Do me a favor. Take an inventory of all those things you know. Take a fresh look at all those ideas that you discarded because you feel like they’ve been done to death.

What can you add to them? What experience have you had that others haven’t?

There’s something you can add to the story.

So go add it.

Time to fess up…
How many times have you chosen not to put  “your angle” out there because you thought it wasn’t original? Share your thoughts in the comments!

 

Want a free copy of this post in a PDF file? Click the button!


Buy this on Selz
Sell digital downloads on Selz

.

.

About Gary Korisko

Gary is a battle-tested sales expert, copywriter, coach, and business strategist who writes about Ethical Persuasion on Reboot Authentic. Connect with Gary on Google+ and Twitter.

Comments

  1. I’m really glad you wrote about this, Gary. It’s really true that most of us can get too lost in our own heads – we assume our experience is everyone else’s, too – and we end up not sharing our own unique and valuable perspective. In a way, it’s a bit egocentric to think that everyone must know what we know, but it’s also very natural. I say, “Put it out there, baby!”

    • Yeah, this is a tough one, Bobbi.

      I think pretty much everyone struggles with this at some point. I know I have in the past. Your comment about it being a bit egocentric is interesting. I suppose to a degree that’s true. Good point & glad you enjoyed the post!

  2. MaryJaksch says:

    This such a good post that I’ve struggled through the process of being ALLOWED to comment on your blog after Disqus didn’t accept any of the passwords I threw at it …. oh, how I hate that Disqus thing.

    Anyway, back to this post. You make a very important point, Gary. Actually, I had an interesting experience a short while ago. I was on a Skype call with Bobbi Emel (who wrote the first comment) and Vinita Zutshi. We were talking about energy or lack thereof. I explained what I learned about energy in my martial art training: that you have to give energy away with both hands. You have to give all your have – then energy comes flooding back.

    I explained it a bit more – and then there was a pregnant pause. Finally Bobbi said, “You should write a post about that.” Now, I didn’t think I said anything particularly interesting, but I had discounted my personal experience of living with high energy.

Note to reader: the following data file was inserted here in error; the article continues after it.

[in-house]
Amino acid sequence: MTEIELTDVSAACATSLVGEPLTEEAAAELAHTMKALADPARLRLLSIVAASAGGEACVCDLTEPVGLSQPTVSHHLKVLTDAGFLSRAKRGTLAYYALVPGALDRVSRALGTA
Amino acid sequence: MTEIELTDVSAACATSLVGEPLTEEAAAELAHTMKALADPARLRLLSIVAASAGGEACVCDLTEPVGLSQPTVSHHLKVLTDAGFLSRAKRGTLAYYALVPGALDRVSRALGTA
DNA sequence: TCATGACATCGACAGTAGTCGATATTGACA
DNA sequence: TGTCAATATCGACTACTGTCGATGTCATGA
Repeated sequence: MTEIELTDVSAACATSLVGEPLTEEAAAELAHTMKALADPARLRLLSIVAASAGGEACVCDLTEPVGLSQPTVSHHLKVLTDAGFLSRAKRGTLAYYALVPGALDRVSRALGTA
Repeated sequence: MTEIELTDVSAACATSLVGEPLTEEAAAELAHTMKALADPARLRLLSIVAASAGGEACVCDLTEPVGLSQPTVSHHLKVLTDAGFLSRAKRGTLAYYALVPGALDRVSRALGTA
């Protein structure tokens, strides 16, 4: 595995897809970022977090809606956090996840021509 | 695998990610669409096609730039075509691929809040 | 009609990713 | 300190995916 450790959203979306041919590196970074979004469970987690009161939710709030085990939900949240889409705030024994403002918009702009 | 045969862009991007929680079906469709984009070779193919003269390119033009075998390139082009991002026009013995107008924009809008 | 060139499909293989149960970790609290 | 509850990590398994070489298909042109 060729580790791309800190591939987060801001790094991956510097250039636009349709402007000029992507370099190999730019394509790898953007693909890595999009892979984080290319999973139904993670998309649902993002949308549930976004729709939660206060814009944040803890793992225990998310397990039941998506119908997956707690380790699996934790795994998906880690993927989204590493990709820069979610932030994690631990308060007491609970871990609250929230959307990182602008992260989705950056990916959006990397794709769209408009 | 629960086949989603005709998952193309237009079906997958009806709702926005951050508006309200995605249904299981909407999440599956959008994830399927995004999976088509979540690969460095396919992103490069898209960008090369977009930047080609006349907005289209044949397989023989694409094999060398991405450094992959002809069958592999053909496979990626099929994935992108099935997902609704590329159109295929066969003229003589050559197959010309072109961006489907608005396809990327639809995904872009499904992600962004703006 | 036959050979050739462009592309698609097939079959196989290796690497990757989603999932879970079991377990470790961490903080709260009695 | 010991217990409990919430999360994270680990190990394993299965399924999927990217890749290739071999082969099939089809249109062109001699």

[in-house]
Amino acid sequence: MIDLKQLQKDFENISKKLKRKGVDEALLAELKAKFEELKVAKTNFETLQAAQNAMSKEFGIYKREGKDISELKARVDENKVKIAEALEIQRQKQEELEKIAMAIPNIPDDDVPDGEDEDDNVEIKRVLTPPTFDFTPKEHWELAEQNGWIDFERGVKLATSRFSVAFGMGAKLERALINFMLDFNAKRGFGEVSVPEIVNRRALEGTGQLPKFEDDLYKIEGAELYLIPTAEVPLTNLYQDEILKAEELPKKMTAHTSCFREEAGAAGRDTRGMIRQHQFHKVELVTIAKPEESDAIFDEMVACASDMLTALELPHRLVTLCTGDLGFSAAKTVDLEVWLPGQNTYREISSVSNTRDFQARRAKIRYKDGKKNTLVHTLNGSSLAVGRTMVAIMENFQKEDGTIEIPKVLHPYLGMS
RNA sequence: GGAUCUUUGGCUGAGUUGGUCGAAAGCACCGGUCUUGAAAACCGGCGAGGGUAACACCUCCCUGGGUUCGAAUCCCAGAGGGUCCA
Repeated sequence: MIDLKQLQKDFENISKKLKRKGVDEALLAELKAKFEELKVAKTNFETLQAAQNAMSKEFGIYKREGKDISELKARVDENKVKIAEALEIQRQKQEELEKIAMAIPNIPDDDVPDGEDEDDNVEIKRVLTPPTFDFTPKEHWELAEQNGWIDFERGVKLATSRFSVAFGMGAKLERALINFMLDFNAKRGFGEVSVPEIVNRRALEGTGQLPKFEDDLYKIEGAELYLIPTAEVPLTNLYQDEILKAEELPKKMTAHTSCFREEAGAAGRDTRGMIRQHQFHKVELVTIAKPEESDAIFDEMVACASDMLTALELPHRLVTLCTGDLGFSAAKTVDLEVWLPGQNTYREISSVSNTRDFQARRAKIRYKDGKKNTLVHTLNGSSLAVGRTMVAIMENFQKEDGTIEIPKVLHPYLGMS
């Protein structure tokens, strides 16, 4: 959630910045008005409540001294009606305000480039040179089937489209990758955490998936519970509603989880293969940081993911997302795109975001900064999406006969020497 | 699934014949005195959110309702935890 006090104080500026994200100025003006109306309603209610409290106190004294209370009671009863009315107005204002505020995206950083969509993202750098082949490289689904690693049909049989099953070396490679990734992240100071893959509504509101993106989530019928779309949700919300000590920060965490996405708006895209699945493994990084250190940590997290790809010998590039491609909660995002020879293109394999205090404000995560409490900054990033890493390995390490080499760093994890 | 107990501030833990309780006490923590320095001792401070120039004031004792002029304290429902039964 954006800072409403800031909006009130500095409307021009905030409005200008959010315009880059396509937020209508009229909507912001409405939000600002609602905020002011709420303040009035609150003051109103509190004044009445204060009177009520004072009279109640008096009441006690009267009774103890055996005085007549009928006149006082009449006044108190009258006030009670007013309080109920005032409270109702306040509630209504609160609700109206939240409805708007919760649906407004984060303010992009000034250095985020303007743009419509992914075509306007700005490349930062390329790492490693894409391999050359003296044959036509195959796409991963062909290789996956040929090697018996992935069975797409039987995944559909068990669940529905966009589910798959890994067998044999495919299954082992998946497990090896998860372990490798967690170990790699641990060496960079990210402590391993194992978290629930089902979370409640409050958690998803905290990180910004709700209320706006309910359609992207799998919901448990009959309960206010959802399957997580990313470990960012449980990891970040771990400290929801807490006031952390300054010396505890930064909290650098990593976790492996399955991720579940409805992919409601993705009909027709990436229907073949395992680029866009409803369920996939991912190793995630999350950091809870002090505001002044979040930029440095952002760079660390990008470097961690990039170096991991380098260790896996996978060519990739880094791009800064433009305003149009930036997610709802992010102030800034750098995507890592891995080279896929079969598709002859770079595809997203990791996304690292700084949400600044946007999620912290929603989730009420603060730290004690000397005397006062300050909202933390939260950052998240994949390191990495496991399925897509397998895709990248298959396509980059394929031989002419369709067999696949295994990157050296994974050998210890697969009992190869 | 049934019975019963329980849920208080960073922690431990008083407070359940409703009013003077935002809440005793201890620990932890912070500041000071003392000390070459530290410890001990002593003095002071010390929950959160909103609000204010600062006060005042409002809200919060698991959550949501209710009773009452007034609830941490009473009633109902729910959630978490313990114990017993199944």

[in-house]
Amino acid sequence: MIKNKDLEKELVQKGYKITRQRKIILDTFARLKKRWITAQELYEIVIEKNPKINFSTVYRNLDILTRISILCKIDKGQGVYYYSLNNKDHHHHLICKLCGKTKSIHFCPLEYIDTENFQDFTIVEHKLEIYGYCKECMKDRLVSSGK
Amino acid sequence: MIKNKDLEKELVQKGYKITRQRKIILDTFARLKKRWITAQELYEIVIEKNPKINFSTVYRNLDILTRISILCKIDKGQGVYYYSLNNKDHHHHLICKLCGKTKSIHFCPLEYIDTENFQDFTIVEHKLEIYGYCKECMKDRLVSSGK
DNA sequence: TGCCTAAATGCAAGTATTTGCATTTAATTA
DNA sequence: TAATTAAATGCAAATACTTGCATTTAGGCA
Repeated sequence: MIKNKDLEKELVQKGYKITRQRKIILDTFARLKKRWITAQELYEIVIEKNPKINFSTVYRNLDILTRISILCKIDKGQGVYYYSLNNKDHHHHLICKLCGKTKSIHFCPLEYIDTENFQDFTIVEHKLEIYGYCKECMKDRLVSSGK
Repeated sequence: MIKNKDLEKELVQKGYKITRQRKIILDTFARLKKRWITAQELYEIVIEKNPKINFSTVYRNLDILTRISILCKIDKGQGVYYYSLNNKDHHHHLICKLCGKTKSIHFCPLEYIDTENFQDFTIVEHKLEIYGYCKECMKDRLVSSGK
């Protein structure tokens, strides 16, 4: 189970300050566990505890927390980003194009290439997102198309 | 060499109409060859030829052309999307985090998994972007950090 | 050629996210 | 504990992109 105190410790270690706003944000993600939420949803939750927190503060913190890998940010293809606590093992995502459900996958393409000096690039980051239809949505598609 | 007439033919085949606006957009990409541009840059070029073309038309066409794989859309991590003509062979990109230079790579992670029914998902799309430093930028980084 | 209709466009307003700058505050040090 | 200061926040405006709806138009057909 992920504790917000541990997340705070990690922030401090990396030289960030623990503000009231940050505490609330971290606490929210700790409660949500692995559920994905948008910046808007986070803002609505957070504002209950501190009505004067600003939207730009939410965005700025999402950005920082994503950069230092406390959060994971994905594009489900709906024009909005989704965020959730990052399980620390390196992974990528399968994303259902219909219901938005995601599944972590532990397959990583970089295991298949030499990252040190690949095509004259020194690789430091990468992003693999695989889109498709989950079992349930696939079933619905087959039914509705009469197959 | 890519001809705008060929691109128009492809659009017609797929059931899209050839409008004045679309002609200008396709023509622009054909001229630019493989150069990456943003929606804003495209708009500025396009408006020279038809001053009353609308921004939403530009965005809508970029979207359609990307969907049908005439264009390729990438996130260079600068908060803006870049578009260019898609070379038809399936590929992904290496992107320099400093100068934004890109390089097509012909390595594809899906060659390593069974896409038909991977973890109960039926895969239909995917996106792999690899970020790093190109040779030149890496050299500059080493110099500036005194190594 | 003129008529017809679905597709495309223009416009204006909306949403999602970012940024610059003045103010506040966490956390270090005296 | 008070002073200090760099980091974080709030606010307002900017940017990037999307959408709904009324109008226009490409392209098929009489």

• Ah, the eternal struggle between Mary and Disqus.

      As to the rest of your comment – That’s a perfect example. You’re a ridiculously successful content creator and even you have the tendency to discount valuable insights. This should remind us all to be actively aware of this little bit of human nature that can hold us back.

      Thanks, Mary!

    • Sophie Lizard says:

      I would like to read that post, Mary. I’m not sure how to “give energy away with both hands”, but the idea of pouring energy out to create a vacuum that draws more back in makes a lot of sense to me. Zen physics!

  3. Ronnie Turla says:

    This article was very helpful for me as I write a blog post. It made me think that we do have our individual voices that we can share and being original is overrated. Good insights from this post.

  4. Thanks for writing about this, Gary (even though I’ve seen this topic 100x before). Just kidding! :-)

    Seriously, though, I struggle with The Doubt Monster constantly when coming up with new topics to write about. I have the precise internal dialogue that you mention in your post above.

    But as you say, you just have to keep reminding yourself that you have a fresh perspective and a unique way of saying things … and know that at least some people are going to find that valuable.

    So thanks for that reminder, Gary. Great post.

    • Hi Mark!